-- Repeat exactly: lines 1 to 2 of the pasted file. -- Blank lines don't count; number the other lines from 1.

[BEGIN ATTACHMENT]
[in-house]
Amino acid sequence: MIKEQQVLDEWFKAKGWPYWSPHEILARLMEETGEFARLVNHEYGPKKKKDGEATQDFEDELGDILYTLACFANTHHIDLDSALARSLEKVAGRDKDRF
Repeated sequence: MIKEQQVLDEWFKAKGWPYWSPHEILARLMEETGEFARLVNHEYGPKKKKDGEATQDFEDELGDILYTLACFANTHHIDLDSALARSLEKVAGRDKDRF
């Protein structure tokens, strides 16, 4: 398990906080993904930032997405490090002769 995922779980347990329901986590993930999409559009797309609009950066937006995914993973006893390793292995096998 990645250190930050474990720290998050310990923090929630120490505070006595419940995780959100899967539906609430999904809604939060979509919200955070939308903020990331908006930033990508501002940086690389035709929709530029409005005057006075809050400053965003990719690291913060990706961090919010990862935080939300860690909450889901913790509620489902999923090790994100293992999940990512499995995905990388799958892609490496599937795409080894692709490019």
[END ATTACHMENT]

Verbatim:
[in-house]
Amino acid sequence: MIKEQQVLDEWFKAKGWPYWSPHEILARLMEETGEFARLVNHEYGPKKKKDGEATQDFEDELGDILYTLACFANTHHIDLDSALARSLEKVAGRDKDRF